But soon the U.S. will need to begin to normalize financial conditions. The Fed has invented an unconventional communication strategy to deal with the exit from its unconventional monetary policy. They have offered what they call forward guidance, explaining that normalization will be state dependant, not date dependant. This means they will begin to exit when certain growth and employment thresholds have been met, rather than at a certain point in time.
This is further compounded by the uncertainties surrounding U.S. fiscal policy. The political battles last month over the shut-down of the Federal Government and the debt ceiling demonstrate how unsettling the lack of decisive national policy making can be—at home and abroad.
Central bankers and market participants around the world are scrutinizing every Fed utterance. I am told by my colleagues that at a seminar with African central bankers held within sight of Mount Kilimanjaro last summer, topic Number One was Fed policy and communications. That would not have been the case even a decade ago, but in our interconnected world it is now business as usual. I can tell you that every policymaker I spoke to at our meetings earlier this month asked me when the Fed would act, and how markets would react.
The reason for this is that as the United States recovers and the Fed tightens, the world will gain from more demand associated with a stronger U. S. economy. But it also will feel the effects of higher interest rates. Most will gain on balance, but some countries or companies will feel pain. And, we do not know how markets will react along the way. Moreover, while normalization of conventional monetary policy—i.e. interest rates—after a more typical recession might take a year or two, normalization of unconventional policy after this deep recession is expected by markets to take many years. So this transition will be part of the global policy landscape for quite some time.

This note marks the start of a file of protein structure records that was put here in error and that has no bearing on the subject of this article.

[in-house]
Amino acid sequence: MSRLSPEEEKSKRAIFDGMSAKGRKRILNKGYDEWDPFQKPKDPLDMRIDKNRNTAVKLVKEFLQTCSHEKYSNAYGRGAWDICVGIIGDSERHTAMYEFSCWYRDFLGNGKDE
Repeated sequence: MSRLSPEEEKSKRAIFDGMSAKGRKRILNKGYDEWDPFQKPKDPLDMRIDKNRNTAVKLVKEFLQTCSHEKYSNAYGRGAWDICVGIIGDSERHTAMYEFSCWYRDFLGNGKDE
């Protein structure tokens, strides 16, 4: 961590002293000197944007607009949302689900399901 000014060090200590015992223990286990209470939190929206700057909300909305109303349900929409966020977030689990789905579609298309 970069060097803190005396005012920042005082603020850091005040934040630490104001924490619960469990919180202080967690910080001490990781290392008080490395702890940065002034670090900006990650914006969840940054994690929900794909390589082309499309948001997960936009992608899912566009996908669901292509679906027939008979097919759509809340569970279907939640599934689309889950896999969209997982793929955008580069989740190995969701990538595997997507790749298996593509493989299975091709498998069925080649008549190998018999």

We have suggested that as exit from unconventional policies evolves, the U.S. authorities have a special obligation to communicate their intentions clearly, to act in an orderly fashion, in dialogue with other central banks. The international community and the markets have a stake in working together to understand and react wisely to what lies ahead.
The Third Transition: Japan
Japan, too, is undertaking a difficult transition as it attempts to escape decades of stagnation and deflation. We sometimes lose sight of Japan’s importance because of the shadow cast by China’s rapid economic rise. But as the third-largest economy in the world, Japan’s renewed economic vitality is crucial. A sustained Japanese revival would be extremely beneficial to a global economy seeking to regain a firm footing.
Japan's bold actions appear to be having an impact. The economy is growing, and there are some signs that deflation is ending. However, more needs to be done to cement success. What Prime Minster Abe calls his three arrows all need to be fired. Specifically, in addition to bold monetary action: Japan needs well-specified medium term plans to address fiscal challenges, and wide-ranging structural reforms. These include deregulation of product and service markets and steps to increase the participation of women in the work force.
Japan’s economy—and the capital flows that are part of its global presence—have a major impact on its Asian neighbors and countries half a world away. The policy measures underway, especially in the monetary area, have broad implications. Japan will manage its policy reforms, but it is essential that its policymakers also remain cognizant of their international obligations and the spillovers their policies may cause.